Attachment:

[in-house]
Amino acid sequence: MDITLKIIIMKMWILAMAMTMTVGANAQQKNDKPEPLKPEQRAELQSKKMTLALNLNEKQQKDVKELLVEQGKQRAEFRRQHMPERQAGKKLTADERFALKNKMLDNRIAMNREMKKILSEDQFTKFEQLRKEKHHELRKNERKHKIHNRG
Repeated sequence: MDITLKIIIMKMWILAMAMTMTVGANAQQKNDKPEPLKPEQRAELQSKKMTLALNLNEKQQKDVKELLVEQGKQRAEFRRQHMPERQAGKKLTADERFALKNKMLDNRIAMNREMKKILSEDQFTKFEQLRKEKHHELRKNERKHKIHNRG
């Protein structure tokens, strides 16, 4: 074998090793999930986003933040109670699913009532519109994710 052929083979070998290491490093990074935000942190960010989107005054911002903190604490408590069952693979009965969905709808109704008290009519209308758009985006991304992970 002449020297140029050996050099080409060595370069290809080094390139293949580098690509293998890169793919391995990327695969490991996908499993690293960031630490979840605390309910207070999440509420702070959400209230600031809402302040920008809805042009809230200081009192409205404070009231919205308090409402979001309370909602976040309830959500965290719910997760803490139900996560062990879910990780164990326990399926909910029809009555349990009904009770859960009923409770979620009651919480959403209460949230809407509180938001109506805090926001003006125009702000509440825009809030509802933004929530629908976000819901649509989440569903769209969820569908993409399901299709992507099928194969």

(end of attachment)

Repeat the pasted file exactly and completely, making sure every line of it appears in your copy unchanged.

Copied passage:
[in-house]
Amino acid sequence: MDITLKIIIMKMWILAMAMTMTVGANAQQKNDKPEPLKPEQRAELQSKKMTLALNLNEKQQKDVKELLVEQGKQRAEFRRQHMPERQAGKKLTADERFALKNKMLDNRIAMNREMKKILSEDQFTKFEQLRKEKHHELRKNERKHKIHNRG
Repeated sequence: MDITLKIIIMKMWILAMAMTMTVGANAQQKNDKPEPLKPEQRAELQSKKMTLALNLNEKQQKDVKELLVEQGKQRAEFRRQHMPERQAGKKLTADERFALKNKMLDNRIAMNREMKKILSEDQFTKFEQLRKEKHHELRKNERKHKIHNRG
């Protein structure tokens, strides 16, 4: 074998090793999930986003933040109670699913009532519109994710 052929083979070998290491490093990074935000942190960010989107005054911002903190604490408590069952693979009965969905709808109704008290009519209308758009985006991304992970 002449020297140029050996050099080409060595370069290809080094390139293949580098690509293998890169793919391995990327695969490991996908499993690293960031630490979840605390309910207070999440509420702070959400209230600031809402302040920008809805042009809230200081009192409205404070009231919205308090409402979001309370909602976040309830959500965290719910997760803490139900996560062990879910990780164990326990399926909910029809009555349990009904009770859960009923409770979620009651919480959403209460949230809407509180938001109506805090926001003006125009702000509440825009809030509802933004929530629908976000819901649509989440569903769209969820569908993409399901299709992507099928194969």